If network computers make it possible for networks of computers to “learn,” and networks of computers make it possible for local computers to exchange data about their internal operations, then a network of network computers would make it possible for the network computers that comprise it to exchange data in the form of concepts, or what we might call knowledge-data (to remind us that its identification with knowledge is ultimately only an anthropomorphic metaphor, along the same lines as our previous mentions of computers conversing, learning, and thinking). Each network computer in the network could learn from what the other network computers in the network have learned. For example, imagine that a user asks Alexa to tell a unique bedtime story tailored to his specific interests. In today’s world, Alexa might instruct ChatGPT to write such a story based on its past interactions with the user — but because of the stateless nature of the network connecting them, all of the detailed knowledge of the user’s individual preferences would have to be shared in clear text with both Amazon (Alexa) and OpenAI (ChatGPT) — which is closely partnered with Microsoft — along with the generated story. A network of network computers, on the other hand, would make it possible for network computers to develop models that are as good as or better than (and way more contextually relevant) than the models powering Alexa and ChatGPT, simply by sharing model weights through decentralized federated machine learning. This would enable both the request for the bedtime story and that story’s generation to be handled locally, without the need for the user’s personal information to be transmitted through the network.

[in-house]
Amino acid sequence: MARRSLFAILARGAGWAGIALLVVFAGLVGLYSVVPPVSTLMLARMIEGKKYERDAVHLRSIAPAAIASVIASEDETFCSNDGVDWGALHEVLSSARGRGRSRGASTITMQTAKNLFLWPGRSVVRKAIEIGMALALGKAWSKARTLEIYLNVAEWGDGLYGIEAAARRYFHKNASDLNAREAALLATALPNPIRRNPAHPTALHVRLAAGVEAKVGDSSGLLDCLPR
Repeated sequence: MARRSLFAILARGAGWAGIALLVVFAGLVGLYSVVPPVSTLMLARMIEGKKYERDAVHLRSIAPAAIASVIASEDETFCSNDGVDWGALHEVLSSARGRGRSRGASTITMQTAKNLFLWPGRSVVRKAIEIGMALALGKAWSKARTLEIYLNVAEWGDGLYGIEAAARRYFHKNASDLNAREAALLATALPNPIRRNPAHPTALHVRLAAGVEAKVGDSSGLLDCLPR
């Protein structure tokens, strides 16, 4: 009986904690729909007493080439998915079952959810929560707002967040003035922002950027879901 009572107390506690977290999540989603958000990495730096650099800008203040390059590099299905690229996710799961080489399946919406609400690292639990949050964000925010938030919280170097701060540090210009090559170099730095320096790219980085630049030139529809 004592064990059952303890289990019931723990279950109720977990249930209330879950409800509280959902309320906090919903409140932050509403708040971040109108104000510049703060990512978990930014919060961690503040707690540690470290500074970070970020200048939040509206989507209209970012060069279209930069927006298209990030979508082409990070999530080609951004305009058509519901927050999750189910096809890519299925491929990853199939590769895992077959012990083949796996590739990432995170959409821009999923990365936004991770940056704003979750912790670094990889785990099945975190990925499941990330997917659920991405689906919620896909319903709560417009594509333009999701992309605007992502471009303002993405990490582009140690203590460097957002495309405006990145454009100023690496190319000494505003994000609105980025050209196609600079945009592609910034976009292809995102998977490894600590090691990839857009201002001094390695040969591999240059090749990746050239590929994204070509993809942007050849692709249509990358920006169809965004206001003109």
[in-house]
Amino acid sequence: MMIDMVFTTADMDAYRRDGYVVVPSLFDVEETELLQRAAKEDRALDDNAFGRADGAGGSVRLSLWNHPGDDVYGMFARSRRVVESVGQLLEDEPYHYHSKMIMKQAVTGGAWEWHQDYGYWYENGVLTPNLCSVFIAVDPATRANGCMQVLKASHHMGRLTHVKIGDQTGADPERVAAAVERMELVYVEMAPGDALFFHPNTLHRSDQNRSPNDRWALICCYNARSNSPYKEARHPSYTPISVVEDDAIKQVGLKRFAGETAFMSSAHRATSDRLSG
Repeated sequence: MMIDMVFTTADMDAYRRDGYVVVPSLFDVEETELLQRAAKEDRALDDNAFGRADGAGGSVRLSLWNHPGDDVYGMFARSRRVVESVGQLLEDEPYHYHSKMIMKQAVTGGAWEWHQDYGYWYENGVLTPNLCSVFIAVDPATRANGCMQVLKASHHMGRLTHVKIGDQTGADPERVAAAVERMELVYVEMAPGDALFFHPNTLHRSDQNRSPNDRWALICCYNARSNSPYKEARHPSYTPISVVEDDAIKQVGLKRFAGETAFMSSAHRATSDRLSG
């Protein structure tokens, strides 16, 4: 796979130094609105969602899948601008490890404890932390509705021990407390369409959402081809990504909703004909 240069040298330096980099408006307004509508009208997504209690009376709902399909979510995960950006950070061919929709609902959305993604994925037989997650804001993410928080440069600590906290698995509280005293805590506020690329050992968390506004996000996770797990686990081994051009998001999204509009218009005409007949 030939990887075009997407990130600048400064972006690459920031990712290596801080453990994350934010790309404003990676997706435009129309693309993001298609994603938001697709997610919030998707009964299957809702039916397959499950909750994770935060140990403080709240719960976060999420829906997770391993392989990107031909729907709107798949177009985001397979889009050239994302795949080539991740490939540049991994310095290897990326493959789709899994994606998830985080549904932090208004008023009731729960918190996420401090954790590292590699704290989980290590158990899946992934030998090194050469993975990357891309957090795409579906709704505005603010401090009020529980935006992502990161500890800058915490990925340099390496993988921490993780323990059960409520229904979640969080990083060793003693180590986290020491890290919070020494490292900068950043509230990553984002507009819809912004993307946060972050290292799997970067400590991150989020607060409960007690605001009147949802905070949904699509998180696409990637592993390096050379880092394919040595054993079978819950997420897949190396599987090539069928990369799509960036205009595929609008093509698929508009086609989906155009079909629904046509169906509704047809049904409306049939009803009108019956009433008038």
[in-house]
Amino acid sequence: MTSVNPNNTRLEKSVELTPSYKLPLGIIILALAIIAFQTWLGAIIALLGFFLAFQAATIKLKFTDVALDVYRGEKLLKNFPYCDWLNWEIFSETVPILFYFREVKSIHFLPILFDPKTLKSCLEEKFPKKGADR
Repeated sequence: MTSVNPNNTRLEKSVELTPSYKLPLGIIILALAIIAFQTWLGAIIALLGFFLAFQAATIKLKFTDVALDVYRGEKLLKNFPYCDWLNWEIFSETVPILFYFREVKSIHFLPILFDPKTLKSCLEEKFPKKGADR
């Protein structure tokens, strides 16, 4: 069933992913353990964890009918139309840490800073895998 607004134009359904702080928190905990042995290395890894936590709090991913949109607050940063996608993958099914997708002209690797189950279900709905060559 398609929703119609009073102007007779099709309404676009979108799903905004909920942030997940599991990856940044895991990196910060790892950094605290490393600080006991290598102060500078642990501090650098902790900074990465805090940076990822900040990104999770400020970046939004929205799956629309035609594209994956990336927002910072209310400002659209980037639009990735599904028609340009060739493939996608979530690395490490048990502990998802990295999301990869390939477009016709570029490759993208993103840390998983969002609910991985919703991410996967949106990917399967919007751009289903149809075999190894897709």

In effect, such a network of network computers would transform each network computer involved into a complex array of sensors capable of inferring and presenting its own perspective on reality — which is to say, its own internal model of the external environment — to all the other network computers in its network, and which could then integrate this array of perspectives into its own internal representation of the external environment. One might imagine an updated version of the story of the blind men and the elephant: Five network computers may each be able to identify the specific part of a knowledge-elephant that they are locally able to sense, but it is only by networking the five computers together that any one of them is able to identify that these parts are each also smaller parts of a larger unified whole. By making it possible for network computers to communicate the internal representations that they maintain to other network computers, a network of network computers would enable each network computer’s internal representation to increase its accuracy or its generality through a decentralized federated machine learning mechanism. Each network computer would still have its own unique internal representation of the external environment; a second-order network computer would be required to arrive at cross-network consensus representation, but a third-order state machine — a “network of network computers computer” — will remain thinkable only in theoretical terms, at least until a working implementation of OSIb has both been developed, and had time to mature.
The Internet, as it exists, is a marvel of human ingenuity — but it was not designed for computations with this level of complexity. What might a network architecture that is up to the task look like? OSIa provides a compelling foundation for formal ideation, which we can build upon in order to begin answering the conceptual questions involved — but what would an actual implementation of OSIb look like?